That was the end of the fatwa. There was no further guidance given, nor any consideration of the weight of what was being asked. Furthermore, it demonstrated monumental ignorance of modern-day technology and the context of the situation. Such an answer not only is an affront to the wisdom and beauty of Islamic Law and the intricate legal mechanisms of the Shari’ah which brings benefit and prevents harm – but can also destroy people’s lives.

Thus, when the questioner is clear and open in his question, providing all the facts, and the mufti is knowledgeable not only of the juristic process and rulings but also of the time, place, and context of his situation – we can have a successful exchange and a positive outcome. Otherwise, there is a risk of a significant mistake being made that can lead to serious problems for all involved.

3. He is able to pay full attention and is not hungry, sleepy, agitated, angry, or in need to answer the call of nature. Moreover, he cannot be experiencing pain, extreme illness, or any need immediate medical attention to relieve extreme pain or discomfort.

For the questioner, part of this means not annoying the mufti by asking him questions at times or situations that may be inconvenient for him, his family, or his health. Many times when a shaykh or ‘alim comes to town and offers some time to spend with students or questioners at the masjid, the students will not let him rest until he is to the point of absolute exhaustion and the signs of fatigue show on his face. The student should not wait outside every door they enter in hopes of ambushing them with questions, nor excessively inflate their email inboxes; rather, he or she should ask what time is best for them and approach them at that time. This is not only bad for the process of asking questions but it also shows a lack of care and respect for the health and well-being of scholars. Students should be open and sincere with scholars and treat them with utmost respect (without exaltation) but should also make sure not to burden them with excessive questions.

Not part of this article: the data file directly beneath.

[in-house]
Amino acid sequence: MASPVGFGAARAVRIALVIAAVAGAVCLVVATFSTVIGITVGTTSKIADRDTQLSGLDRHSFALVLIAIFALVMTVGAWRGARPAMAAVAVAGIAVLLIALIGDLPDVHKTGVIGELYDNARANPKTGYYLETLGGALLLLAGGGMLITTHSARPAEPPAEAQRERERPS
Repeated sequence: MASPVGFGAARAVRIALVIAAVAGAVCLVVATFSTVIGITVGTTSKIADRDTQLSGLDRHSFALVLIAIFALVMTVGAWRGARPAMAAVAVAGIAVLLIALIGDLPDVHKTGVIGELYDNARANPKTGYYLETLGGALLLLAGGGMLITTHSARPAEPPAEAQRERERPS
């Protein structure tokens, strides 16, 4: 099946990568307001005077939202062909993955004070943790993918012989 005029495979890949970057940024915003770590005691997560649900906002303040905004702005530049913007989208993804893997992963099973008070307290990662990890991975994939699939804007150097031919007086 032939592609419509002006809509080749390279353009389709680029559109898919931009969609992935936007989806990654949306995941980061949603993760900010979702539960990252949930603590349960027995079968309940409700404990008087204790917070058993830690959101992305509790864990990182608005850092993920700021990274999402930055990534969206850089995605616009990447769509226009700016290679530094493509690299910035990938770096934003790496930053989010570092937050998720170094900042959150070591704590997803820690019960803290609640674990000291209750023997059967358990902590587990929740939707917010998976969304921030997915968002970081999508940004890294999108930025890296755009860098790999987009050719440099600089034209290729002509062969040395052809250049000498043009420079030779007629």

Part II – When Can A Mufti Refuse to Give an Answer to A Fatwa?

About the author

Abdul Sattar Ahmed

Abdul Sattar Ahmed

Abdul Sattar Ahmed is a young IT professional from Chicago, IL. He graduated from the University of Illinois at Chicago in 2006 with a Bachelors in Finance with a second Major of Management Information Systems. He was a member of Young Muslims of North America for over ten years, serving in roles at the local, regional, and national levels with a focus on the organization’s educational program.

He currently works in the Software Engineering field in Chicago, and is receiving training in the Islamic sciences part-time at Dar ul Qasim Institute and the Islamic Learning Foundation’s Chicago Campus, and studies Islamic subjects independently with other scholars. He is a board member of the Islamic Learning Foundation and teaches Arabic and Islamic studies there under the lead of his teachers. His interests include software development, the study of the Qur’an, Islamic education, law, and history.